Killing Them Softly

Bill C’s Review – 2.5 out of 5

I had mixed emotions about this movie. Brad Pitt stars as a hit man sent to find the folks who hit a mob-backed poker game and restore confidence so the games can be resumed. Pitt gives a fine performance as a no-nonsense enforcer who clearly sees what must be done to restore order. While he’ll willingly kill if needed, he likes to do so as efficiently as possible without causing the victims any unnecessary angst. His superiors (as represented by the always excellent, always understated Richard Jenkins) refuse to see things so clearly and make things more difficult than they need to be.

For the most part, I liked the movie as a character study of Pitt out to do his job and I found the plot fairly interesting. The point of the movie is to show the parallels between how the mob world and business/political worlds work. The movie takes place during financial meltdown and the presidential campaign in 2008. At first it’s interesting how they intersperse the movie plot with some of the Obama speeches, but they do a ton of this and, if you haven’t figured it out by the end of the movie, they let Brad Pitt give a speech to make sure you get it.

I thought they could have toned down one very violent scene. It’s funny–I can watch a Tarantino movie with hundreds of people getting killed and losing limbs without it bothering me, but this one did troubled me due to its realism and focus on a single person.

Overall I liked this film, but this is a luke-warm recommendation.

Bill I’s Review – 2.5 out of 5

I agree with Bill’s lukewarm review. I found it watchable, but the tenuous link to 2008 politics and greed in greater society was a big stretch and not insightful or compelling at all. Yes, people are greedy, but I can’t relate to these hit men (as thoughtful as Brad’s character is, when he kills them so quickly they don’t feel any pain) or small-time idiot thiefs. I kept waiting for the point, for some underlying reason to care about any of these characters. I found James Gandolfini’s wheezy fat hit man for hire character who’s seen better days to be the most fun to watch, but he’s also the most despicable character in the film. Bill references Tarantino, whoI think was probably an inspiration for the film makers here, but it’s missing the excitement and style, leaving mainly the graphic violence and the characters spouting dialogue that sounds like it should be interesting.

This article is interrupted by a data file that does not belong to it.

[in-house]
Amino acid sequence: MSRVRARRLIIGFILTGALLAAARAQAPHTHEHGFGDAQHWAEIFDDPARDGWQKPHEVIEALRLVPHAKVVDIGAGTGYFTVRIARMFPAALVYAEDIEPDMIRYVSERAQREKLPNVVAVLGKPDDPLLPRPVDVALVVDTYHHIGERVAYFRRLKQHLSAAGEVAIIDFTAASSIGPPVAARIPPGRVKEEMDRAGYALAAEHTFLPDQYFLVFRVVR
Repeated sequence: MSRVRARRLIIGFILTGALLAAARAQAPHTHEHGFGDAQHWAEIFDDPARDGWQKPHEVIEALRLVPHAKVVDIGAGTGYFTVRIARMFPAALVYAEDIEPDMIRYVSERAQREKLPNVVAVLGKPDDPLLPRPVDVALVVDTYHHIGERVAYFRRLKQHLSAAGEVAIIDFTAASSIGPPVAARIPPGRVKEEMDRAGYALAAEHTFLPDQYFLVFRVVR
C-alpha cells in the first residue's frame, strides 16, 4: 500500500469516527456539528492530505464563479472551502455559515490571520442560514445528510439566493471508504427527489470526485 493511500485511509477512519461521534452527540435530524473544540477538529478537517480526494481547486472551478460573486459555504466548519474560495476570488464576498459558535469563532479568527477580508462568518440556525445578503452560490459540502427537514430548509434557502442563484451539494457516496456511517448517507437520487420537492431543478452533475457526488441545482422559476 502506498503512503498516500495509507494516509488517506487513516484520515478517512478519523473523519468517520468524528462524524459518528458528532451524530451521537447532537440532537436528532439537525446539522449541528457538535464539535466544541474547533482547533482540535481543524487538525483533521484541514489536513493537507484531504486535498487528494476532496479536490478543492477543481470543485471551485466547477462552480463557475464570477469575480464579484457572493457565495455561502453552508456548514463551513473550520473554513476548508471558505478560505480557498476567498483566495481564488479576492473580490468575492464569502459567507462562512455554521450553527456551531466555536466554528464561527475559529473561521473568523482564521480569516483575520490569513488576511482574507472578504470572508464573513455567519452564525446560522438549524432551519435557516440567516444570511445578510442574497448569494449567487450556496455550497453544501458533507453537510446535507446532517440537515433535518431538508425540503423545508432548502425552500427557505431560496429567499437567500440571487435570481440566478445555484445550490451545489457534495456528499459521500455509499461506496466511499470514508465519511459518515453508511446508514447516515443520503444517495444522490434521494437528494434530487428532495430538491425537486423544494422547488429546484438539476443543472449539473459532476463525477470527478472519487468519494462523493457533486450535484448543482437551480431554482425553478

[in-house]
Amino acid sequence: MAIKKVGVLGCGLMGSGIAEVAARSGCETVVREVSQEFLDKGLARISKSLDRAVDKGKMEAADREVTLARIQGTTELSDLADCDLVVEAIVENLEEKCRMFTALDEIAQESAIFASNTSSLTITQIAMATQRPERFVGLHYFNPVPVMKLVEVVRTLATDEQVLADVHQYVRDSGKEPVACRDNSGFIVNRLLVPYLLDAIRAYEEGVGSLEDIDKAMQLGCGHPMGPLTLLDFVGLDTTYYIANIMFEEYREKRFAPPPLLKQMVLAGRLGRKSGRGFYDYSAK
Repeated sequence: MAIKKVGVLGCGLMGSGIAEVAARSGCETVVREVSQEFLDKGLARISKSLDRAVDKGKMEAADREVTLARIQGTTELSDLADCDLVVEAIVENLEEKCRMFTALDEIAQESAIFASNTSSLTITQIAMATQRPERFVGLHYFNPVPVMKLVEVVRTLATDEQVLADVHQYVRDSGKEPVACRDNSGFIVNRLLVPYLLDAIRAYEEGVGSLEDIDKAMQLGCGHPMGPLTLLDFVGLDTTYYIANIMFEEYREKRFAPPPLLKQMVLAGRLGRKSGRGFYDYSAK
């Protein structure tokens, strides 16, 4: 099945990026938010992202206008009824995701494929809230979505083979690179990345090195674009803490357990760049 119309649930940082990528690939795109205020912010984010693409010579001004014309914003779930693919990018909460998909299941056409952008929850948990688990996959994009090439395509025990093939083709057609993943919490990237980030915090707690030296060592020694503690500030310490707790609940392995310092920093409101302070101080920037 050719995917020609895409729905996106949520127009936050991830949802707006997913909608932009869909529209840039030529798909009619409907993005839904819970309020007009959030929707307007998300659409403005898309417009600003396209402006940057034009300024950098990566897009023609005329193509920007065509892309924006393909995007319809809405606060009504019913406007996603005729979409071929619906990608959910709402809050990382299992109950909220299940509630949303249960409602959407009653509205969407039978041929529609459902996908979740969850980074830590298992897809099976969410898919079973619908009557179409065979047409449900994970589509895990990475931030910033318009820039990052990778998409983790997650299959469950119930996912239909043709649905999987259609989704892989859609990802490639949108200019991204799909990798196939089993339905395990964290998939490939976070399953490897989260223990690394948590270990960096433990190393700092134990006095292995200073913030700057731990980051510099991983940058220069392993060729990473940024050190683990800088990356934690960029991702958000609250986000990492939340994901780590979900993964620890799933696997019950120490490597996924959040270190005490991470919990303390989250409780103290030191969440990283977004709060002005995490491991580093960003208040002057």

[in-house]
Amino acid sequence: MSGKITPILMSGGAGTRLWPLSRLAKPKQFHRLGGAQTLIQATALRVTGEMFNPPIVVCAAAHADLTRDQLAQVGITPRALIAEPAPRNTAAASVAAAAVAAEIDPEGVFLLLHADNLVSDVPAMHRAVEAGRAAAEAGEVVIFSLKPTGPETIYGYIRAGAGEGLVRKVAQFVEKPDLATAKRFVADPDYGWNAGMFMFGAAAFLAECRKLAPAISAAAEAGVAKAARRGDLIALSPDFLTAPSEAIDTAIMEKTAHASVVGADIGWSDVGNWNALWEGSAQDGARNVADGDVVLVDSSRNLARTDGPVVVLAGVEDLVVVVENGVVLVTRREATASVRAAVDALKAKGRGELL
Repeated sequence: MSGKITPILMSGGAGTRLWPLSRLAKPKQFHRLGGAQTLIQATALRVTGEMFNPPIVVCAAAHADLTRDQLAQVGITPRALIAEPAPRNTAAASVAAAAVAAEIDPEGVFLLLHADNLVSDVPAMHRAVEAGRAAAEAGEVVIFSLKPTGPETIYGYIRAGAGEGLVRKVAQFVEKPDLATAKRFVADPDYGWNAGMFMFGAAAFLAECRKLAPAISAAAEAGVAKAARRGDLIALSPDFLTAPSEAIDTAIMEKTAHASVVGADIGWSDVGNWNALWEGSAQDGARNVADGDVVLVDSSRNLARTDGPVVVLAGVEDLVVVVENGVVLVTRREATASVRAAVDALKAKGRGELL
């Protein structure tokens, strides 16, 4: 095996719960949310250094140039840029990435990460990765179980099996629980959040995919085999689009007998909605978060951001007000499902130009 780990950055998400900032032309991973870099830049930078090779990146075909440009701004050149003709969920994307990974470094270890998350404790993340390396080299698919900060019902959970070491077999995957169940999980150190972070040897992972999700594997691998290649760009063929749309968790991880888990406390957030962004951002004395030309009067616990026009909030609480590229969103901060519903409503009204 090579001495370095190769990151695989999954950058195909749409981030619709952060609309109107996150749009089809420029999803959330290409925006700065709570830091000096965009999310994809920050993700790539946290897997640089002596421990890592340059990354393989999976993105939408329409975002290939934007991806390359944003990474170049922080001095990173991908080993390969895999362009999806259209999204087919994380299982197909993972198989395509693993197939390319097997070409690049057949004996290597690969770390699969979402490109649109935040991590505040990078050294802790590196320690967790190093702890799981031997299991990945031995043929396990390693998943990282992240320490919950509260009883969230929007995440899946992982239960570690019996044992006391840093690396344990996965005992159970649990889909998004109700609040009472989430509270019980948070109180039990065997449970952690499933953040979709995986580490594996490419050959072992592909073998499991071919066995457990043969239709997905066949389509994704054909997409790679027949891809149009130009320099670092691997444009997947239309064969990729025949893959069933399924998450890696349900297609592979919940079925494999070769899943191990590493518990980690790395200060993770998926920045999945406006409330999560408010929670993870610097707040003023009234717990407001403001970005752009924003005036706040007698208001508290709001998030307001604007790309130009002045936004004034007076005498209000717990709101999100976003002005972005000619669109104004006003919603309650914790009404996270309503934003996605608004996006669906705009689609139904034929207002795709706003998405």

If you want to see greed, big time money up for grabs, suspense about a dead body, and a characters you care about, spend your 2 hours or so seeing Arbitrage with Richard Gere, much better than this.


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